The proposal had the support of people in Kingston and most of the local landowners, but was opposed by conservationists (they did exist in the 1880s!) worrried about the effect of the tunnel on Wimbledon Common’s drainage, the National Rifle Association and, most of all, the London & South Western Railway, which rightly saw it as a big threat to its growing commuter traffic from Surrey. The LSWR was even afraid the line might be extended to Portsmouth.

    So, after 40 years of snubbing requests from Cobham, Bookham, Leatherhead, Ripley and district for a railway, the LSWR suddenly became interested in the area and in November 1881 proposed a rival scheme.

    What we have now is an amalgamation of the two schemes: the LSWR built its ‘New Guildford Line’ via Cobham (actually Stoke D’Abernon – the station is 2 miles from Cobham!) from just west of Surbiton station, and then made the link from Wimbledon to Putney Bridge. The duplicate route between Wimbledon and Surbiton was abandoned, as was the Pelham St terminus. All the fiddly little branches to Bookham and Leatherhead were replaced by a simple link from Leatherhead to Effingham Junction. Land bought for the GKLR station at Surbiton was developed for housing, and the spacious villas in South Bank became upmarket housing for LSWR directors and senior staff.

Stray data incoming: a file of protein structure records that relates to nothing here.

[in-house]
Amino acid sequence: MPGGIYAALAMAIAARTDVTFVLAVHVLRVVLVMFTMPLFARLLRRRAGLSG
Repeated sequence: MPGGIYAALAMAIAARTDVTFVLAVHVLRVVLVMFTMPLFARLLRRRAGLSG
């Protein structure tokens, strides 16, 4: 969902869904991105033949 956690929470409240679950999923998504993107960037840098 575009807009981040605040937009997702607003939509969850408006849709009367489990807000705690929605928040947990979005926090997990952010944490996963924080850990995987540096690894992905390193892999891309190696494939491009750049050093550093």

The amalgamation made more sense on the map and avoided what at the time would have been wasteful duplication, but the ‘country’ end of the line didn’t go near any of the villages, and today, with the main line out of Waterloo said to be at 98% capacity, that duplicate line beyond Wimbledon Park would have been a godsend.